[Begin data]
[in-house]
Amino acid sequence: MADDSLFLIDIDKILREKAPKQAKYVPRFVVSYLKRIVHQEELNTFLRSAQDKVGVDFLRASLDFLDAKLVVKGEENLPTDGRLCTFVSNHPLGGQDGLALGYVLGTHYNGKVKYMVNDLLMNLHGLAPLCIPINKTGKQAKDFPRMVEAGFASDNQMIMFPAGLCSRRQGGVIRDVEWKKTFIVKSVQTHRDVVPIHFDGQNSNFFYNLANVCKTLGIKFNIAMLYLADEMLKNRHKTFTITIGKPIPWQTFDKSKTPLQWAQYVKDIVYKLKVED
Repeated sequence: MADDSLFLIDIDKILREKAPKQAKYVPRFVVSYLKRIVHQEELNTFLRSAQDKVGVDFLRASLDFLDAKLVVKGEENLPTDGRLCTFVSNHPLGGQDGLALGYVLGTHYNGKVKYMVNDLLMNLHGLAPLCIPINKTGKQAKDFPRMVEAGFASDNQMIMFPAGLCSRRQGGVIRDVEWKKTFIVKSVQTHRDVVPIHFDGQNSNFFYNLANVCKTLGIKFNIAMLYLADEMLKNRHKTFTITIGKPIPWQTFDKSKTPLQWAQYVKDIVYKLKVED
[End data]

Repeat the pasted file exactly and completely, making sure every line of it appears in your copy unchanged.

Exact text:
[in-house]
Amino acid sequence: MADDSLFLIDIDKILREKAPKQAKYVPRFVVSYLKRIVHQEELNTFLRSAQDKVGVDFLRASLDFLDAKLVVKGEENLPTDGRLCTFVSNHPLGGQDGLALGYVLGTHYNGKVKYMVNDLLMNLHGLAPLCIPINKTGKQAKDFPRMVEAGFASDNQMIMFPAGLCSRRQGGVIRDVEWKKTFIVKSVQTHRDVVPIHFDGQNSNFFYNLANVCKTLGIKFNIAMLYLADEMLKNRHKTFTITIGKPIPWQTFDKSKTPLQWAQYVKDIVYKLKVED
Repeated sequence: MADDSLFLIDIDKILREKAPKQAKYVPRFVVSYLKRIVHQEELNTFLRSAQDKVGVDFLRASLDFLDAKLVVKGEENLPTDGRLCTFVSNHPLGGQDGLALGYVLGTHYNGKVKYMVNDLLMNLHGLAPLCIPINKTGKQAKDFPRMVEAGFASDNQMIMFPAGLCSRRQGGVIRDVEWKKTFIVKSVQTHRDVVPIHFDGQNSNFFYNLANVCKTLGIKFNIAMLYLADEMLKNRHKTFTITIGKPIPWQTFDKSKTPLQWAQYVKDIVYKLKVED